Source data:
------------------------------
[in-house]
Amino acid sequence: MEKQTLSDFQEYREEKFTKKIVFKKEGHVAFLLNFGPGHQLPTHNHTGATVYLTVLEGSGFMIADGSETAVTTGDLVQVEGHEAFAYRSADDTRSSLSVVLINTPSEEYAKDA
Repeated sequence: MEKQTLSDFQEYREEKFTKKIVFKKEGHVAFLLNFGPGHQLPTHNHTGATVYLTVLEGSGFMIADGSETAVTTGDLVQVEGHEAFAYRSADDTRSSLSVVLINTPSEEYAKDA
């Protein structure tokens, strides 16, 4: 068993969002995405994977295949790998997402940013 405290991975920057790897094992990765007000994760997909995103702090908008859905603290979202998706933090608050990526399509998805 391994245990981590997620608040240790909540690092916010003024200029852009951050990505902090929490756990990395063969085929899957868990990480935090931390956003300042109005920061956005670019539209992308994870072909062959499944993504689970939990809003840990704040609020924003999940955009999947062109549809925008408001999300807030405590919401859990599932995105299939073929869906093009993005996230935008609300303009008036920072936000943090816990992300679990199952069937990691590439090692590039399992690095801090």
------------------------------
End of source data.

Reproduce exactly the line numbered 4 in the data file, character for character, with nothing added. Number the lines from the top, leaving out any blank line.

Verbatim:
């Protein structure tokens, strides 16, 4: 068993969002995405994977295949790998997402940013 405290991975920057790897094992990765007000994760997909995103702090908008859905603290979202998706933090608050990526399509998805 391994245990981590997620608040240790909540690092916010003024200029852009951050990505902090929490756990990395063969085929899957868990990480935090931390956003300042109005920061956005670019539209992308994870072909062959499944993504689970939990809003840990704040609020924003999940955009999947062109549809925008408001999300807030405590919401859990599932995105299939073929869906093009993005996230935008609300303009008036920072936000943090816990992300679990199952069937990691590439090692590039399992690095801090």